Saturday, October 13, 2007

Stand not in the middle of the mountain

This entry could be of interest to a variety of students be they Daoist, Buddhist or Confucian. Yi aficionados may learn something of use and investors in the KLSE should seriously consider the various hints given.

We have to start somewhere to learn something of value; otherwise elementary Yi students may think that the Book of Changes is only good for divinations and could continue to do so unabated in the East as well as in the West – which often lead to dropouts denouncing the Yi as ‘hocus pocus’ like the recent example of a Korean Yi student in public. Without proper guidance and deep thinking, many students probably cannot comprehend the great wisdoms or truths hidden in the Zhouyi.

One will spend more time on the aspect of wisdom than that of Yi divination today.

Fourteen years ago, in reading my fortune and in teaching how to improve upon my study of the Book of Changes, a Quanzhen heavenly immortal advised me ‘not to stand in the middle of the mountain (or hill)’. He gave other cryptic messages as well but what has this particular message got to do with wisdom, my fortune, and help to improve my Yi studies? Read on.

It took me six months to figure out the cryptic message – ‘not to stand in the middle of the mountain’. In case, regular readers cannot recall the relevant October 2005 post of a similar title, it refers to Hexagram 23 Po / Splitting Apart where the mountain rests on the earth. The hexagram comprise of five lower broken lines with a sole unbroken line resting at the top.

This is one of the rare occasions where I do not quite agree with the commentary to the great image of Po in the Wilhelm translation which says: “When it (the mountain) is steep and narrow, lacking a broad base, it must topple over.”

To this student, the mountain implodes instead of toppling over. Since there is only one unbroken light line resting at the top of the entire hexagram which is undermined by inferior people (Xiao Ren) – the other five broken dark lines - until it splits apart.

If the mountain splits apart, a person who stands in the middle of the sole unbroken line plunges straight down the chasm into the very depths of earth. You can either visualize the gaps between the five broken lines below the top straight line. Or think of a sudden appearance of a great sink hole, or the solid earth below opening up during a violent earthquake.

If the mountain topples over as suggested in the commentary, one could still be saved by shrubbery or trees along the slopes but if the top unbroken line of Po splits apart or opens up, the person standing in the middle of it plunges straight down to certain death.

Therefore the Judgment warns:
Splitting Apart. It does not further one to go anywhere.

When inferior people has influence and is pushing upwards to undermine the remaining strong line, it is not favorable for a Junzi to undertake anything. But if diviners or people insist on standing in the middle of the mountain after obtaining Po as the prognostication, what can the Yi do?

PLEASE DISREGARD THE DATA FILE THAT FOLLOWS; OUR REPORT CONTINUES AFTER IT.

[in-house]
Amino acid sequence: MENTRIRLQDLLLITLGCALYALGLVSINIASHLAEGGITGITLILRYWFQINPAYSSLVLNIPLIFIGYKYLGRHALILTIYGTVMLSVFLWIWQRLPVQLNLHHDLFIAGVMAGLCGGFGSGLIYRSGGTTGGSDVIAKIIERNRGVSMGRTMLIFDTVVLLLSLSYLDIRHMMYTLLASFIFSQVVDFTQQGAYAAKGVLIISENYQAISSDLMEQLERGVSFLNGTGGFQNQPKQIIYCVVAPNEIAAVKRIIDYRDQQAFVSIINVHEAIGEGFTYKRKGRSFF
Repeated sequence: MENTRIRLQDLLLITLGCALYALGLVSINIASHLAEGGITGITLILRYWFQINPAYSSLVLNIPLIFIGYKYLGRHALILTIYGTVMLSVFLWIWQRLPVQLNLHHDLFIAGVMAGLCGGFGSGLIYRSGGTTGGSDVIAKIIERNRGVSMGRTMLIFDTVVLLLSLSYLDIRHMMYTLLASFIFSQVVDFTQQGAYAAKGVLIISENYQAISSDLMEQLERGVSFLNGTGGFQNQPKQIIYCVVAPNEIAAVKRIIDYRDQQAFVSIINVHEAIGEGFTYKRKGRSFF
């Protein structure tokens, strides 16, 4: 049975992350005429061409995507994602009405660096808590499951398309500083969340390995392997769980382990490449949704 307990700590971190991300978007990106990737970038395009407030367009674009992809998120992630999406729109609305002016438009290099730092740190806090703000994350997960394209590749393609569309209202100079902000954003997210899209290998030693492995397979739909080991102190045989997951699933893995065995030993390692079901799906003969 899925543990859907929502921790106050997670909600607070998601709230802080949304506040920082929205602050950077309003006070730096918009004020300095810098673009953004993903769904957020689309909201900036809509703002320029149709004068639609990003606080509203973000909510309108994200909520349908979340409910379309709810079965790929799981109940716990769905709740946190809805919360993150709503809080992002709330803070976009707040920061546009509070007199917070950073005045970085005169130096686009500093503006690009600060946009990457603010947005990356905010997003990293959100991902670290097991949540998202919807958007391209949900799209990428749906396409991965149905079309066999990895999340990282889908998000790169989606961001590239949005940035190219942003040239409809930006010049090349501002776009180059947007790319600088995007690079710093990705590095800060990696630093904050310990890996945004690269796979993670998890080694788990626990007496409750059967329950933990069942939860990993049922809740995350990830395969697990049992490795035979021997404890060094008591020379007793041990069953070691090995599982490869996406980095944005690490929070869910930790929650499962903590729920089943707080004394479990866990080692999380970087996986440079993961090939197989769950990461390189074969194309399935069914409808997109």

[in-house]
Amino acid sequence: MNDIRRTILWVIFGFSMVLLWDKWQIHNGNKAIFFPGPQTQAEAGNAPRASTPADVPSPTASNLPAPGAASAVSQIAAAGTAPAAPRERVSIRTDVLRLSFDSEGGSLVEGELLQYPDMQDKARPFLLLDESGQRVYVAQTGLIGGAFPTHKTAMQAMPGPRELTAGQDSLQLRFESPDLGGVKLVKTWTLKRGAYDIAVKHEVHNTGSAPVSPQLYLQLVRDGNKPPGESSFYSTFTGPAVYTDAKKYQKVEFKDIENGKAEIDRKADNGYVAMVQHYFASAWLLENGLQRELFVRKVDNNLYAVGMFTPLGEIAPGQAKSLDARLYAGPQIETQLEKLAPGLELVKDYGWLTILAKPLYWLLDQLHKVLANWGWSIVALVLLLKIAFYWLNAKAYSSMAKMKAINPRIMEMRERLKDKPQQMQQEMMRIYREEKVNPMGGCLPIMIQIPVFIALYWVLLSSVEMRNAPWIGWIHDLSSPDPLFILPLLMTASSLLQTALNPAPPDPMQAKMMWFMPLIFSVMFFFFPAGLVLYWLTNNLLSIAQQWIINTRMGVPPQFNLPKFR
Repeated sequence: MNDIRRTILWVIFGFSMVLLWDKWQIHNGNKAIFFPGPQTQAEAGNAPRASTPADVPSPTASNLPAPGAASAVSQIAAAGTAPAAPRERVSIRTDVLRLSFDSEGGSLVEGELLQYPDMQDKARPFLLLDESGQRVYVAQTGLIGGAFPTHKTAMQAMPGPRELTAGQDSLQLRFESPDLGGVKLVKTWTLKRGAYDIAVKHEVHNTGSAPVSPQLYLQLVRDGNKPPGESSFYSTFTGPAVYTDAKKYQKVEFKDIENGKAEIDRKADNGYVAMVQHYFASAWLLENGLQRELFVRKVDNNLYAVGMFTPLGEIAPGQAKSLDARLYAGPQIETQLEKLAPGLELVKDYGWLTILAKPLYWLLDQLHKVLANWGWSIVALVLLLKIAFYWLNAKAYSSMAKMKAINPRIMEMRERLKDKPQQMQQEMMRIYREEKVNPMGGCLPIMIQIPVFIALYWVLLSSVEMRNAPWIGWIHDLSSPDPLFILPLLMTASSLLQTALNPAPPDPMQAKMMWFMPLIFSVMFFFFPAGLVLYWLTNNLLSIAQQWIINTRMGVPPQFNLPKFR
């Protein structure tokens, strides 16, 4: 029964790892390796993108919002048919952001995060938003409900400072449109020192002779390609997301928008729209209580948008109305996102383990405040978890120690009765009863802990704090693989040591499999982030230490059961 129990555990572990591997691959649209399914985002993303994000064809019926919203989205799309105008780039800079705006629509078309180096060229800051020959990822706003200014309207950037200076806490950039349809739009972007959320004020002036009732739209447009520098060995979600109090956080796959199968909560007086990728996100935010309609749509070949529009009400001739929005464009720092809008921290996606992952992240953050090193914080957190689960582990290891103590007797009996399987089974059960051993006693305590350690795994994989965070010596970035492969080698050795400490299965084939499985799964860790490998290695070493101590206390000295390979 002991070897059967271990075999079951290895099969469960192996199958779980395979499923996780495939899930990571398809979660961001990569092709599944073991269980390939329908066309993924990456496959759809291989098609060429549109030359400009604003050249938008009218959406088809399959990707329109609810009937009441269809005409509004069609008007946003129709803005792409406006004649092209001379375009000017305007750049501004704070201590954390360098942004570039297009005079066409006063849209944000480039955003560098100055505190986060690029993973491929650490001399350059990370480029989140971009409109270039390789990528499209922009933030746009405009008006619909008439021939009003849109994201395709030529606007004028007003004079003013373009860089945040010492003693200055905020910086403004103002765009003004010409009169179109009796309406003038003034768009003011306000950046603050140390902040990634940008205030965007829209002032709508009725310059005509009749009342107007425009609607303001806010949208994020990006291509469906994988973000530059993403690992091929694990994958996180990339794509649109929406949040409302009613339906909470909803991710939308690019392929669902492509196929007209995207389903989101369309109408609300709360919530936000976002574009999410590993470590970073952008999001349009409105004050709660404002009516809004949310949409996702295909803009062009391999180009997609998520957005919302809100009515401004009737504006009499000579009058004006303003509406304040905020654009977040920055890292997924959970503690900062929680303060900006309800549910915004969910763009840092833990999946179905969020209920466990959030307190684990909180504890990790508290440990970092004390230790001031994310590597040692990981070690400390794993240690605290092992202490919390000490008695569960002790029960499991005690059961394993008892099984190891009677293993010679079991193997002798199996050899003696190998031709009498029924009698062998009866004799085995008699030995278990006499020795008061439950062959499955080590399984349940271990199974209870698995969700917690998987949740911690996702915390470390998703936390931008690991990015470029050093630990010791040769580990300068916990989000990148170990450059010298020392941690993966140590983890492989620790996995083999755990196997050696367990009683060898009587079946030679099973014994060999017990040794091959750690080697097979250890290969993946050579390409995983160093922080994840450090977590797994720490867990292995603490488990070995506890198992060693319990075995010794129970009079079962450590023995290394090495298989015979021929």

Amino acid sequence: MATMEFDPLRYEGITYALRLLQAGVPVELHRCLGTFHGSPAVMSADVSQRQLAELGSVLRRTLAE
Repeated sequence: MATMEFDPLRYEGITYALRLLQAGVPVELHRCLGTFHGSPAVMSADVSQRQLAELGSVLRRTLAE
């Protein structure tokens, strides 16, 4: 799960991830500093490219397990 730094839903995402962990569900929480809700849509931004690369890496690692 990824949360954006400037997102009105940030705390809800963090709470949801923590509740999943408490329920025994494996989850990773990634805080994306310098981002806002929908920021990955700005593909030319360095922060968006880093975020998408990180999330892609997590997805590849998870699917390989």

The way to escape an expected or unforeseen disaster, if any, as depicted by Po has been given much earlier this year in another entry. Let me reiterate the advice by using the Great Image of Po:
The mountain rests on the earth: The image of Splitting Apart.
Thus those above can ensure their position only by giving generously to those below.

It took me six months to figure out what the Daoist heavenly immortal indicated, and several more years to understand the meaning of this great image. If readers count backs the years, this cryptic message amongst others was given in 1993 – the year of a major bull run in the KLSE. Therefore for the past fourteen years, in line with the divinity's advice, one avoids the ninth month for shares trading which ties in with my fortune. As the saying goes, ‘it is better to be safe than be sorry’.

In my opinion, Yi aficionados who tend to stick to their beliefs that there are no auspicious or inauspicious hexagrams in Zhouyi divination may have their work cut out to truly understand divining, let alone the wisdoms inherent in the Book of Changes. If there are no proper distinctions between good and bad hexagrams, and the 384 lines, how could the Yi ever give forewarnings or inform diviners of forthcoming auspicious events?

In Po, the warning is given in the Judgment, and the way out of danger – the wisdom - is depicted in the great image. Down the ages, perhaps many Chinese have stumbled upon or have been taught this truth or wisdom by their elders, teachers, or even by divinities of ‘giving generously to those below’. Yet many may not actually know, if they have not study it, that the wisdom originated from this hexagram in the Zhouyi.

I doubt elementary Yi students are aware of such hidden wisdoms in the Yi. Therefore it is time for them to reread the Zhouyi in earnest and in all sincerity, to allow the wisdoms to slowly sink in. Only then can we learn a thing or two about the Yi.

However do not attempt to convince a stingy boss to apply this wisdom for a pay rise. The end result could be a literal ‘splitting apart’ of your job with the company, for trying to be funny! The concept is rather different, if you truly understand the wisdom contained in the great image of Po.

If you put on your thinking cap, you may find the wisdom workable or understand a truth that existed for more than three thousand years.

To make it easier for some readers and to give credit where due: the kind and the sincere every where on earth still practises it today, so do a majority of Americans, especially the great persons (Da Ren) in the US.


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